Monday, June 11, 20128:00 pm
- Innovarumori (François Gagné, bass clarinet; David Martin, bass trumpet; Felix Del Tredici, bass trombone; Julie Houle, tuba; Isaiah Ceccarelli, percussion; Malcolm Sailor, piano; Vergil Sharkya’, electronics; Jennifer Thiessen, viola; Jennifer Thiessen, viola; John Corban, cello; Émilie Girard-Charest, cello; Pierre-Alain Bouvrette, cello; Octavie Dostaler-Lalonde, cello; Jean-Christophe Lizotte, double bass; Joel Kerr, contrebasse)
- Isak Goldschneider, conductor
- Orchestre Filmharmonique (Richard White, guitar; Jace Lasek, guitar; Joshua Zubot, violin; John Corban, violin; Thierry Amar, double bass; Jonah Fortune, double bass; Jason Sharp, saxophones; Keiko Devaux, piano; William Hesselink, percussion)
- William Hesselink, conductor
Music by for ´s film Nosferatu the Vampyre (1979)
Innovarumori performs The Sinking of the Titanic
Composed in 1969 by Gavin Bryars, The Sinking of the Titanic is a performative soundscape recreating reports of a band which played a hymn tune in the final moments of the ship’s sinking. The Titanic sank in her maiden voyage on April 15, 1912. 1,517 lives were lost — one of the deadliest disasters in naval history. In Bryar’ vision, the band continues to play as the ship sinks to the bottom of the sea, creating a moving tribute to human efforts ultimately conquered by the vastness and complexity of nature. A milestone which sounds as fresh and provocative to day as when it was originally composed, The Sinking of the Titanic will be performed by Innovarumori, the in-house ensemble of concert series “Innovations en concert”.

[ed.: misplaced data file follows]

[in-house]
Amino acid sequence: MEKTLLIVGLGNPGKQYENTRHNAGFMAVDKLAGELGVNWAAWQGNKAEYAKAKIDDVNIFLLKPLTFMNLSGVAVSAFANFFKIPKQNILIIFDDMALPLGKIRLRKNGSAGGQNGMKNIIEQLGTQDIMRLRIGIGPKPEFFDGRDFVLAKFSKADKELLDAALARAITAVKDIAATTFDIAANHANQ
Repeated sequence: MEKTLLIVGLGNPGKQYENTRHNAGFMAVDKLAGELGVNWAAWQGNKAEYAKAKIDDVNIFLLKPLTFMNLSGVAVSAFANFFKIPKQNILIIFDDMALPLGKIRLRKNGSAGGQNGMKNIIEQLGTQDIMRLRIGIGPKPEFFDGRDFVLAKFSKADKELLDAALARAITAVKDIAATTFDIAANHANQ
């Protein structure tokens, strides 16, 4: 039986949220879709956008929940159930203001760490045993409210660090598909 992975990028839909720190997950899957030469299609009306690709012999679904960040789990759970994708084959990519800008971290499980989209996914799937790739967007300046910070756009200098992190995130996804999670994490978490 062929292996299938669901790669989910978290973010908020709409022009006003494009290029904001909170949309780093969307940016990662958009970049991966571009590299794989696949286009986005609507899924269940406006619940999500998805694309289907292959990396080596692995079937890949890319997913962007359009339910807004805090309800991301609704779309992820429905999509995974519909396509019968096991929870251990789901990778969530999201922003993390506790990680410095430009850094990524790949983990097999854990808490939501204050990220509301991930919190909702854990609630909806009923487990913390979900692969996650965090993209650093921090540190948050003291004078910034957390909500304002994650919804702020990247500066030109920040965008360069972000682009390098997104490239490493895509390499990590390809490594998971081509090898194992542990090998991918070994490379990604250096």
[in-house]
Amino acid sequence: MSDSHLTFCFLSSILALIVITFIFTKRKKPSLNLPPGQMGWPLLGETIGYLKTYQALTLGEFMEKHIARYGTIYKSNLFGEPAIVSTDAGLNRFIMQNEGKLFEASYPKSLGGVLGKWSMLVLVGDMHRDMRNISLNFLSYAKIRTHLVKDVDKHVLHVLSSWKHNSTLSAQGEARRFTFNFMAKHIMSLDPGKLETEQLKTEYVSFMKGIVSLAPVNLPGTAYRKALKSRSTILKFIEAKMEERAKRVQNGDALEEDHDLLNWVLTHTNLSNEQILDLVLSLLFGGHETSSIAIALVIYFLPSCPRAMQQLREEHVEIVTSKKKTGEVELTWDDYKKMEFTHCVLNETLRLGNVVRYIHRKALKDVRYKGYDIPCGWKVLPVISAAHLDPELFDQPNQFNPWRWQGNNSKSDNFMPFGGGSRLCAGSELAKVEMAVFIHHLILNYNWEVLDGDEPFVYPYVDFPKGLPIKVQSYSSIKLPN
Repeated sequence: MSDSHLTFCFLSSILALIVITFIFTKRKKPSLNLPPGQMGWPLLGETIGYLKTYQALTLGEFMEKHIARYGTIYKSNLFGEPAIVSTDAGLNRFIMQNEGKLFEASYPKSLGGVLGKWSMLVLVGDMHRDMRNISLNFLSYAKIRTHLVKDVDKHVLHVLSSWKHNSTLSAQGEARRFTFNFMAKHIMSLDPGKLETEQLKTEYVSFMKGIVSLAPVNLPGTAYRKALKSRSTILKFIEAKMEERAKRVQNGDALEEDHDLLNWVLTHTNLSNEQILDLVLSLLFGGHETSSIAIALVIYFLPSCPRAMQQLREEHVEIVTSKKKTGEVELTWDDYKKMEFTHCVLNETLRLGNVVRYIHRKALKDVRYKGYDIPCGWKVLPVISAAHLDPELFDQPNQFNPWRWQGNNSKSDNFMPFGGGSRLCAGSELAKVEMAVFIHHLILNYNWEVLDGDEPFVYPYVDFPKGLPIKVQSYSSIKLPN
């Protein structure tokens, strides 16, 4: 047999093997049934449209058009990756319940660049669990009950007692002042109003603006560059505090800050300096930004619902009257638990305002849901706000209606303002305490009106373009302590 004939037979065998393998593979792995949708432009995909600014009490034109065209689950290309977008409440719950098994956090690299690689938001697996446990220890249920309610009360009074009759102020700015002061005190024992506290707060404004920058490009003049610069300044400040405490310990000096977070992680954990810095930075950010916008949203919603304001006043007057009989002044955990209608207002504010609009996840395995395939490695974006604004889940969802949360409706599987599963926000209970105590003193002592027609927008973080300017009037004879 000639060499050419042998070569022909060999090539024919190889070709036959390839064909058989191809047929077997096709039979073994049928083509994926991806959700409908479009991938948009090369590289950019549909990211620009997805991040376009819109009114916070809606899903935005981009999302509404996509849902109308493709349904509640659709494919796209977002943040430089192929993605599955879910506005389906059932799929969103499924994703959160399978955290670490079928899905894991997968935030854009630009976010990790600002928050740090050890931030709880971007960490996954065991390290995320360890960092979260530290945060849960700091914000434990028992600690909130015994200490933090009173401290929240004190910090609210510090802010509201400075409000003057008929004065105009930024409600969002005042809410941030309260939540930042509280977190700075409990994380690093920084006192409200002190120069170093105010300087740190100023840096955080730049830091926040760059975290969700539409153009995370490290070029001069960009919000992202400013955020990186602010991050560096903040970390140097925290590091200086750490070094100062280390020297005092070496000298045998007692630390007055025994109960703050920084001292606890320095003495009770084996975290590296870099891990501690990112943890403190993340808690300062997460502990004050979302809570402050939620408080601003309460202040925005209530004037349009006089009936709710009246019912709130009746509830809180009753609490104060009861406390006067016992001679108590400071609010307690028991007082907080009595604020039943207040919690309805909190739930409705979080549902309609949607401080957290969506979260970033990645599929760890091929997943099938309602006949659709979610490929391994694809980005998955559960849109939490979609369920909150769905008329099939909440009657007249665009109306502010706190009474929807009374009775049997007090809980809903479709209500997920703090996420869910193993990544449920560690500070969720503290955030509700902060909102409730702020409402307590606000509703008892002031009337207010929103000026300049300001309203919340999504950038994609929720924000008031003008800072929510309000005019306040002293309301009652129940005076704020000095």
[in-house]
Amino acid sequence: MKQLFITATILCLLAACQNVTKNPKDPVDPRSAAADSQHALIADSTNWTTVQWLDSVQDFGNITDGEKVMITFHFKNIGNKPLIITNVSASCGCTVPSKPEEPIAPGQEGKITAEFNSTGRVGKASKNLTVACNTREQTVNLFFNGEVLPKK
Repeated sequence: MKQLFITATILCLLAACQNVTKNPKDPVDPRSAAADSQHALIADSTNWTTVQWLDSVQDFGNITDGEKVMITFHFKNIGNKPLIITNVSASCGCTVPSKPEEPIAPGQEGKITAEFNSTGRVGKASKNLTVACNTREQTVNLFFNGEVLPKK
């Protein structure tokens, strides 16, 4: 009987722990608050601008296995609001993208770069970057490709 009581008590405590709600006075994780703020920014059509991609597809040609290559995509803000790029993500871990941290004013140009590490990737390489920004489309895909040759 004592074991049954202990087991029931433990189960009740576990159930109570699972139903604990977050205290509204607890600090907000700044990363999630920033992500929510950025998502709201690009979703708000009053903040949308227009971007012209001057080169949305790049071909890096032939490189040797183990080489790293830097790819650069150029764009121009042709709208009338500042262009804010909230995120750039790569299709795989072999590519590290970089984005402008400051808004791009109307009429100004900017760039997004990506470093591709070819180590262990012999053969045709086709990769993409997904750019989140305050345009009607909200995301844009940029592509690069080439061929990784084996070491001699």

Orchestre Filmharmonique performs Werner Herzog and Popol Vuh’s Nosferatu the Vampyre
Werner Herzog + Klaus Kinski + Popol Vuh. The incendiary relationship between Herzog and Kinski is the stuff of film mythology and with german Kraut-rock band Popol Vuh’s Florian Fricke, the trio produced a string of cult legends in Aguirre, the Wrath of God; Fitzcarraldo; Cobra Verde and 1979’s Nosferatu the Vampyre. Kinski always approached his characters with staggering intensity and originality, and in Nosferatu Count Dracula is portrayed almost sympathetically, as one resigned to the reality of being evil incarnate. Popol Vuh’s score, and companion recording, is remarkably restrained and minimalistic, full of mantras and haunting melody. Last year William Hesselink’s loyal Filmharmonic Orchestra submerged themselves in the world of Bernard Herrmann through Hitchcock’s Vertigo. This year will be a smaller ensemble, again made of mainstays from Montréal’s improv community and will include members of the Besnard Lakes, A Silver Mt Zion and Land of Kush. It will also reunite Hesselink with People for Audio bandmate Keiko Devaux.